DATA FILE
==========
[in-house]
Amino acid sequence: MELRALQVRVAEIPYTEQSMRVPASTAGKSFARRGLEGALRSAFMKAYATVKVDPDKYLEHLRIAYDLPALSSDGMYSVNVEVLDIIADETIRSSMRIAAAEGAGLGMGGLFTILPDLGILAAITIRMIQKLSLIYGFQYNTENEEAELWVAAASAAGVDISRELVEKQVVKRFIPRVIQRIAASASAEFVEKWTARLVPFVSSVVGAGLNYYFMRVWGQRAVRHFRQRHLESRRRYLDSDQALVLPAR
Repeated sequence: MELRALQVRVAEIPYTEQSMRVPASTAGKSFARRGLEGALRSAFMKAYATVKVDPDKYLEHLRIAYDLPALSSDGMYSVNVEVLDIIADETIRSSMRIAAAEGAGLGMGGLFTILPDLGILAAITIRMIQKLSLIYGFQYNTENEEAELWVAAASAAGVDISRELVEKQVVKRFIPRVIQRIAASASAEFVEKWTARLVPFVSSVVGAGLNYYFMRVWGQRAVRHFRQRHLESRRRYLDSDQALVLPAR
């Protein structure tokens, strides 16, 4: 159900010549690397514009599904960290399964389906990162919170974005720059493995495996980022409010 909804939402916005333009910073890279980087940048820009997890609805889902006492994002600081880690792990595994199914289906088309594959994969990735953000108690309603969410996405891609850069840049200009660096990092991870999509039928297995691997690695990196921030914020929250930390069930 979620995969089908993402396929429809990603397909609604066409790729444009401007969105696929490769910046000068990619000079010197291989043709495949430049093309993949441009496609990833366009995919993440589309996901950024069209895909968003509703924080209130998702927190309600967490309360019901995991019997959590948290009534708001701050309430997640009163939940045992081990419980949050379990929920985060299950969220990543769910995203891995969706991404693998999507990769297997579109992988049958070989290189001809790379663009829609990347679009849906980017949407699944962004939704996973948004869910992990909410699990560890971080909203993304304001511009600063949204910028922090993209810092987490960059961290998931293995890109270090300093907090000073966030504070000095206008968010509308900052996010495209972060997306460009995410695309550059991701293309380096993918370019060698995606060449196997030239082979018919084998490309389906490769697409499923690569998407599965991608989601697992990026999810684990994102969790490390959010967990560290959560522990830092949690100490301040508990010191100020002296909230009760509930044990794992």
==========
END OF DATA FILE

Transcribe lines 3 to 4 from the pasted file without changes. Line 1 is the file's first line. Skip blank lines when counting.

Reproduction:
Repeated sequence: MELRALQVRVAEIPYTEQSMRVPASTAGKSFARRGLEGALRSAFMKAYATVKVDPDKYLEHLRIAYDLPALSSDGMYSVNVEVLDIIADETIRSSMRIAAAEGAGLGMGGLFTILPDLGILAAITIRMIQKLSLIYGFQYNTENEEAELWVAAASAAGVDISRELVEKQVVKRFIPRVIQRIAASASAEFVEKWTARLVPFVSSVVGAGLNYYFMRVWGQRAVRHFRQRHLESRRRYLDSDQALVLPAR
């Protein structure tokens, strides 16, 4: 159900010549690397514009599904960290399964389906990162919170974005720059493995495996980022409010 909804939402916005333009910073890279980087940048820009997890609805889902006492994002600081880690792990595994199914289906088309594959994969990735953000108690309603969410996405891609850069840049200009660096990092991870999509039928297995691997690695990196921030914020929250930390069930 979620995969089908993402396929429809990603397909609604066409790729444009401007969105696929490769910046000068990619000079010197291989043709495949430049093309993949441009496609990833366009995919993440589309996901950024069209895909968003509703924080209130998702927190309600967490309360019901995991019997959590948290009534708001701050309430997640009163939940045992081990419980949050379990929920985060299950969220990543769910995203891995969706991404693998999507990769297997579109992988049958070989290189001809790379663009829609990347679009849906980017949407699944962004939704996973948004869910992990909410699990560890971080909203993304304001511009600063949204910028922090993209810092987490960059961290998931293995890109270090300093907090000073966030504070000095206008968010509308900052996010495209972060997306460009995410695309550059991701293309380096993918370019060698995606060449196997030239082979018919084998490309389906490769697409499923690569998407599965991608989601697992990026999810684990994102969790490390959010967990560290959560522990830092949690100490301040508990010191100020002296909230009760509930044990794992």